Maths and spelling tests for trainee teachers ‘will be scrapped in an attempt to boost numbers of staff’
- Currently trainees must pass national tests before being qualifying as teachers
- At least 3,500 applicants, about 10 per cent, failed them every year since 2012
- Schools minister Nick Gibb has said exams ‘reassure parents and school leaders’
- However, training providers have long been calling for the tests to be scrapped
Standard maths and English tests for trainee teachers are set to be scrapped.
The move is aimed at boosting recruitment – but seems certain to spark fears of dumbing down.
At present, trainees must pass national tests in literacy and numeracy before being awarded Qualified Teacher Status. At least 3,500 applicants – or about 10 per cent – have failed them every year since 2012.
Schools minister Nick Gibb wrote last year that the exams ‘reassure parents and schools leaders’ that teachers ‘can demonstrate a high standard of numeracy and literacy when they enter the classroom’.
At present, trainees must pass national tests in literacy and numeracy before being awarded Qualified Teacher Status (stock image)
Schools minister Nick Gibb (pictured) wrote last year that the exams ‘reassure parents and schools leaders’
However, training providers have long called for the tests to be scrapped. They say they already work with trainees to fill in any gaps in knowledge.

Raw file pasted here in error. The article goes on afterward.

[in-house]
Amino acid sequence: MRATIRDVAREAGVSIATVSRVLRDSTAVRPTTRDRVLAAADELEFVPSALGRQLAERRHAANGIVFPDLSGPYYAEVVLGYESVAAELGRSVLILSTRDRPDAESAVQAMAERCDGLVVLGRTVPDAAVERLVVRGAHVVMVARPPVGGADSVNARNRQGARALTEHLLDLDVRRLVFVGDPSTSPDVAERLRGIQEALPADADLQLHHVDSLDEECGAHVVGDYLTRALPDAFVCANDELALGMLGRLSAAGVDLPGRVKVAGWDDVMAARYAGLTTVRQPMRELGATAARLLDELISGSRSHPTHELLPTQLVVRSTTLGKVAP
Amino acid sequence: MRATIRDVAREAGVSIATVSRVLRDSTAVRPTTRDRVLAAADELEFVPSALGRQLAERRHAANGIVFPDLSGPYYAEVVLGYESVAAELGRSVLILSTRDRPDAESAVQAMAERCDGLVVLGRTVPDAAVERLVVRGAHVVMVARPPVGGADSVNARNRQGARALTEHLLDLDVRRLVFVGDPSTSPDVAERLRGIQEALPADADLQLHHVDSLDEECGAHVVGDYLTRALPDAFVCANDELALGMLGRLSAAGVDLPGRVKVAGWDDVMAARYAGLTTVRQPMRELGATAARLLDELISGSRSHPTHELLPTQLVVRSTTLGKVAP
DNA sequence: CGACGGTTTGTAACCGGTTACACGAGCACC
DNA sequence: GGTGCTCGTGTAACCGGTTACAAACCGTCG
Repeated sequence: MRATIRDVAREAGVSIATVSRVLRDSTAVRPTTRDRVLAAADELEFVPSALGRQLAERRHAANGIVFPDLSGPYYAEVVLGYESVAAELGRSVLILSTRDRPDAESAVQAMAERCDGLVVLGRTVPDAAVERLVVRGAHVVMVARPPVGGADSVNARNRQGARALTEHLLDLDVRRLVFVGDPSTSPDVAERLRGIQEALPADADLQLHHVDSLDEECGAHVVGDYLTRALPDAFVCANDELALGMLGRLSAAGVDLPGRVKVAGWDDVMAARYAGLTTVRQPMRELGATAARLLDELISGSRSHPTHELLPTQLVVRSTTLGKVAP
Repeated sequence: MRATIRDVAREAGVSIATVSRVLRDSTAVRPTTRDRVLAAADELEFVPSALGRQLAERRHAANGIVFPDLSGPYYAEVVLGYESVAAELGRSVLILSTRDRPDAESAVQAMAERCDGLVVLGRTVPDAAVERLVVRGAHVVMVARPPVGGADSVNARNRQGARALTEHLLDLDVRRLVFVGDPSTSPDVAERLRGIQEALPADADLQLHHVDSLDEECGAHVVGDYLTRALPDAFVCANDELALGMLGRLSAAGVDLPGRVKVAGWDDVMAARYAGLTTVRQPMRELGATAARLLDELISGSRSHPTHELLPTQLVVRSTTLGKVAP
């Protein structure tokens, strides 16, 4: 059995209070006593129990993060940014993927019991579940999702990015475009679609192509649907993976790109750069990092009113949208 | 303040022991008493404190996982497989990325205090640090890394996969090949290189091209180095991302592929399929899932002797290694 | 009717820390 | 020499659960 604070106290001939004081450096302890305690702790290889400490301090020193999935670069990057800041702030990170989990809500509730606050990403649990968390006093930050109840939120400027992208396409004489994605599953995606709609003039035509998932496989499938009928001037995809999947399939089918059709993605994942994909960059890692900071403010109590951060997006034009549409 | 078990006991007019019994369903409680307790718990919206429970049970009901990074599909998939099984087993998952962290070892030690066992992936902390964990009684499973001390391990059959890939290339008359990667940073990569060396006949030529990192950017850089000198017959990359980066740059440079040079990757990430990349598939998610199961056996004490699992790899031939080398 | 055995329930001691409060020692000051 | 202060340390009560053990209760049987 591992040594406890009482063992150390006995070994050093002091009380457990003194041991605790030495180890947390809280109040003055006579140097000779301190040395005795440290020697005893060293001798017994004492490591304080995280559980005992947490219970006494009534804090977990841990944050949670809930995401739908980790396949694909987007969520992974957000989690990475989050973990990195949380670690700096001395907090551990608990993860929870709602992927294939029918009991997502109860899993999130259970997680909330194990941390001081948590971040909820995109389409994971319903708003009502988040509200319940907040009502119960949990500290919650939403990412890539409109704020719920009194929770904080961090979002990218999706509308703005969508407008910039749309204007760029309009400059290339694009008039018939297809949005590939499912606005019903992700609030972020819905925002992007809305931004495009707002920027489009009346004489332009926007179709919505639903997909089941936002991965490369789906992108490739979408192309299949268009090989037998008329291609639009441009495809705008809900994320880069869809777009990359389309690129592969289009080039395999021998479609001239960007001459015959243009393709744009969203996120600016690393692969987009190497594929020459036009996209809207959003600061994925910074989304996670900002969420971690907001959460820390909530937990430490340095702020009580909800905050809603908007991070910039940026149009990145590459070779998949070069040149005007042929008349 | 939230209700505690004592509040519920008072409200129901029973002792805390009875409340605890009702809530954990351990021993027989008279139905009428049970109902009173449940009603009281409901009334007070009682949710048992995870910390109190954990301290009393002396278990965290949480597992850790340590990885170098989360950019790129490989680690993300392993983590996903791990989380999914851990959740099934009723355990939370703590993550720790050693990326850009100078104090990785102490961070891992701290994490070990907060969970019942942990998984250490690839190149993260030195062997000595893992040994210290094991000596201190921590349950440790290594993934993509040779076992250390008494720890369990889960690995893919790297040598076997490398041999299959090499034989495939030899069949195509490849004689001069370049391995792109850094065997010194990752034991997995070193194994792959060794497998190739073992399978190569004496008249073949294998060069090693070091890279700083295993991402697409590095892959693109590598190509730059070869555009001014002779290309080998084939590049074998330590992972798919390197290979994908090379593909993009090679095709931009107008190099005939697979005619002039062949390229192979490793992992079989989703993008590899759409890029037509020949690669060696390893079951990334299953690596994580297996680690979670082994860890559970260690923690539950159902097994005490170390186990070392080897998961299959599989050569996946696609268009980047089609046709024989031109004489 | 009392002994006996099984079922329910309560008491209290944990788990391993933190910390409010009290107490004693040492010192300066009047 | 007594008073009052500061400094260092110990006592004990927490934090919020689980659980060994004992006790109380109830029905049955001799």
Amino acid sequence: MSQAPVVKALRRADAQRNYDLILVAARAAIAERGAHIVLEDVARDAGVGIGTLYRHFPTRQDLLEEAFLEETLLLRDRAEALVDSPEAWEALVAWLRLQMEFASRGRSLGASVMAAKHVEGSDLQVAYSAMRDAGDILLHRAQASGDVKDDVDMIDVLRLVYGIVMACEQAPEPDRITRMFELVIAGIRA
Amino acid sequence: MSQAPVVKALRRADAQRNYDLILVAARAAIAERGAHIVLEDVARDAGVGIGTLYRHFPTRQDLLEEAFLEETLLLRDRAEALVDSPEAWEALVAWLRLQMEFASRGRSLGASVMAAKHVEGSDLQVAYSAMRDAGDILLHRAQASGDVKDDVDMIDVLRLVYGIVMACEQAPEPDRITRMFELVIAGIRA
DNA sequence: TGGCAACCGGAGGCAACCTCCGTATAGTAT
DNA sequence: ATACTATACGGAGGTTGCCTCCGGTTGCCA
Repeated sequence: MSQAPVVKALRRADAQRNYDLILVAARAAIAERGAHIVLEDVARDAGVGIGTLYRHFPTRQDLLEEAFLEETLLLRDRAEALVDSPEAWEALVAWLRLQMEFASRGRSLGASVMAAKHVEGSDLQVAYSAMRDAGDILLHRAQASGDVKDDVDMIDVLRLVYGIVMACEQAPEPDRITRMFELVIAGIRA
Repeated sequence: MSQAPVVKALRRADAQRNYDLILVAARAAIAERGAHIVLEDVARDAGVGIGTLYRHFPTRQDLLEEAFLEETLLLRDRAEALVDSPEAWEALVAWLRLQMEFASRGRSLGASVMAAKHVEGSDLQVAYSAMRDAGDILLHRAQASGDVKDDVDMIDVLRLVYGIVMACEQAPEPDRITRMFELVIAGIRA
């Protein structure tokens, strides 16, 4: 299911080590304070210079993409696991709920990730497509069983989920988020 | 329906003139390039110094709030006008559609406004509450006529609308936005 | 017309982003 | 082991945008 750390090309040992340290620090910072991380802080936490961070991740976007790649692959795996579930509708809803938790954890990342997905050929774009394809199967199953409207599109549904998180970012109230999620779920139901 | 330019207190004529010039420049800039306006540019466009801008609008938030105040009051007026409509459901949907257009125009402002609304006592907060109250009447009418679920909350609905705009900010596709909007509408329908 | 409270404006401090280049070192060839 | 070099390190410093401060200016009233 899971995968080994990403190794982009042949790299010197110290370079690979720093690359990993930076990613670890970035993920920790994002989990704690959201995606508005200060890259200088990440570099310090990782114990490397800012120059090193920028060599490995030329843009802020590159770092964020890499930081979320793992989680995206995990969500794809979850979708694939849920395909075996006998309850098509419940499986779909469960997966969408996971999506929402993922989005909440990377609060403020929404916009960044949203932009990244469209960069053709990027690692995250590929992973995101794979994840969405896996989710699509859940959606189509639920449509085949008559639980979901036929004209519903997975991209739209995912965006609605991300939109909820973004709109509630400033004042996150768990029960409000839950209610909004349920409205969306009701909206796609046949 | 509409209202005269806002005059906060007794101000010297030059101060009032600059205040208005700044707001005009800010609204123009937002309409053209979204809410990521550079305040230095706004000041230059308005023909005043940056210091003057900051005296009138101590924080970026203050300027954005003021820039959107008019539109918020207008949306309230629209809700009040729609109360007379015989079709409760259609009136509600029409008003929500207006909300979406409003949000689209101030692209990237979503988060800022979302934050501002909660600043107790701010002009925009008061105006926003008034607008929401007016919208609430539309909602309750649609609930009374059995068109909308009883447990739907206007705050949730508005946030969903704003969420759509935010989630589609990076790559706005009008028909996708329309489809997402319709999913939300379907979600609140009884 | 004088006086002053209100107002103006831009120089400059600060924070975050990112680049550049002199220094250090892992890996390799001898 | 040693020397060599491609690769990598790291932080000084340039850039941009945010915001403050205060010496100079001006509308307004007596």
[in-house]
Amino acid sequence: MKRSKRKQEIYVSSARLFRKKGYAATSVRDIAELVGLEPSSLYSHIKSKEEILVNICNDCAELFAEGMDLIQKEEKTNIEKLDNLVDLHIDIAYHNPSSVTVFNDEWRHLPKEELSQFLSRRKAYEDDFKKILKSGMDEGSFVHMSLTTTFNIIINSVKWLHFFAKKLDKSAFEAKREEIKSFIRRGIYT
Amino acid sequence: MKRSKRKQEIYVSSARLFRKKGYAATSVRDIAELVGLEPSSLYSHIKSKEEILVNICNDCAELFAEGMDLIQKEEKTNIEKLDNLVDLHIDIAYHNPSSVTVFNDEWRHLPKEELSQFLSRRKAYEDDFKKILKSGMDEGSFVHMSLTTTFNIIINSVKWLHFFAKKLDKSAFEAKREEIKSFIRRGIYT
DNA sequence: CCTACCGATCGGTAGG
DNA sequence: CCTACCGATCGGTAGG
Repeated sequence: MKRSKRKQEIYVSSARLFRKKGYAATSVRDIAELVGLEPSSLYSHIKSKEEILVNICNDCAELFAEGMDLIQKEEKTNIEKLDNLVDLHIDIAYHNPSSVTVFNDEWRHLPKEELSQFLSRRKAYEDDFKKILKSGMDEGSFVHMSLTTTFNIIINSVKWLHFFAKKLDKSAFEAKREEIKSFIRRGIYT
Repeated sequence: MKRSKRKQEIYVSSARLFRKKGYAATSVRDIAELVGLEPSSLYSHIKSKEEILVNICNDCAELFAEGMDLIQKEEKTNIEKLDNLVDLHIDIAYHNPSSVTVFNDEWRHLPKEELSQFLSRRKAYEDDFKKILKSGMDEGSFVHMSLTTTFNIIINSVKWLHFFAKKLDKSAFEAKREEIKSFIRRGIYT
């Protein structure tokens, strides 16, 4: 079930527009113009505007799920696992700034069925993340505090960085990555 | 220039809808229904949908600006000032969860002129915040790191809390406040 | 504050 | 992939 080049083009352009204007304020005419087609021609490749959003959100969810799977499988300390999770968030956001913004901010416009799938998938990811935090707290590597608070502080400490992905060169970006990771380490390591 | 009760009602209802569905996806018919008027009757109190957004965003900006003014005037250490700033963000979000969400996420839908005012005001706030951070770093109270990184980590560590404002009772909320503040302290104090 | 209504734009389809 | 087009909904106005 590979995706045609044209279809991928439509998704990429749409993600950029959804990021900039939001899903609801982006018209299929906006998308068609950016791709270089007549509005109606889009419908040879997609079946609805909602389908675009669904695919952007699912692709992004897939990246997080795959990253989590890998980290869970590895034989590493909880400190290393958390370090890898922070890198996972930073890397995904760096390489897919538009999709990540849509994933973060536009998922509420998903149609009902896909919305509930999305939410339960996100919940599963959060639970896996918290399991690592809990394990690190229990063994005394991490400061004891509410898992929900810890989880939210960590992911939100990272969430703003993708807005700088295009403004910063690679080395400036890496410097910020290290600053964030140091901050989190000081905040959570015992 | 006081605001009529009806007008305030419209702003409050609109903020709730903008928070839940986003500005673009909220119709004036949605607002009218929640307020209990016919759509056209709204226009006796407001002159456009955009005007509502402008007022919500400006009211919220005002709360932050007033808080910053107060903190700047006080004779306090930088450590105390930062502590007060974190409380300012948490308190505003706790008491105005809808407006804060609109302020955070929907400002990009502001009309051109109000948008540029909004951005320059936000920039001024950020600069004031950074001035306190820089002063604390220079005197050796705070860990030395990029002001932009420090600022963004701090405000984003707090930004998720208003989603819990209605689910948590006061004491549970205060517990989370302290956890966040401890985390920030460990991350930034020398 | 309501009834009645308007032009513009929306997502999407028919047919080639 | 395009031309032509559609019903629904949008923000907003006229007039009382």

Initially, anyone who failed the tests three times was locked out of training for two years before he or she could retake them – but this limit was removed last February. The Government is now expected to scrap the tests, with training providers allowed to use their own methods to measure skills. This could involve coursework or practical assessments.
Professor Alan Smithers, director of the centre for education and employment research at the University of Buckingham, said: ‘They’re taking away a very important safety check. A national test is different from that led by providers who, to survive financially, are having to fill their places… they will be less likely to test as thoroughly.’
A spokesman for the Department for Education said: ‘We expect graduates entering the profession to have the literacy and numeracy skills that parents and pupils rightly expect… but we’ve heard from both training providers and applicants that the skills tests could be improved upon.
‘That’s why we are working with universities, schools and school leaders to analyse… the most effective way to assess the skills required.’
A spokesman for the Department for Education said is expects ‘graduates entering the profession to have the literacy and numeracy skills that parents and pupils rightly expect’ (the DfE headquarters are pictured)